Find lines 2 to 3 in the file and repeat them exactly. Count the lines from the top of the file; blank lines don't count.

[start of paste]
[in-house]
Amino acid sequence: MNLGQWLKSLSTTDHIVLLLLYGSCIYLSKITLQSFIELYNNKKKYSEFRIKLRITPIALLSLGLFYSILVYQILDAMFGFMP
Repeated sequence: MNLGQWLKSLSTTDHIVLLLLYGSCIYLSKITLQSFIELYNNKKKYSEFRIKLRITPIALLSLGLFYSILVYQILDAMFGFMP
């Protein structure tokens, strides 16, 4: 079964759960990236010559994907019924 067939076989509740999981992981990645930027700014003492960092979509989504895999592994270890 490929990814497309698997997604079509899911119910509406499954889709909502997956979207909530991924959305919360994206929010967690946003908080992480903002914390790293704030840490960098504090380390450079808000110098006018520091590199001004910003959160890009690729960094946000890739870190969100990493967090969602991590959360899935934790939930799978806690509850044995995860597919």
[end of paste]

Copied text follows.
Amino acid sequence: MNLGQWLKSLSTTDHIVLLLLYGSCIYLSKITLQSFIELYNNKKKYSEFRIKLRITPIALLSLGLFYSILVYQILDAMFGFMP
Repeated sequence: MNLGQWLKSLSTTDHIVLLLLYGSCIYLSKITLQSFIELYNNKKKYSEFRIKLRITPIALLSLGLFYSILVYQILDAMFGFMP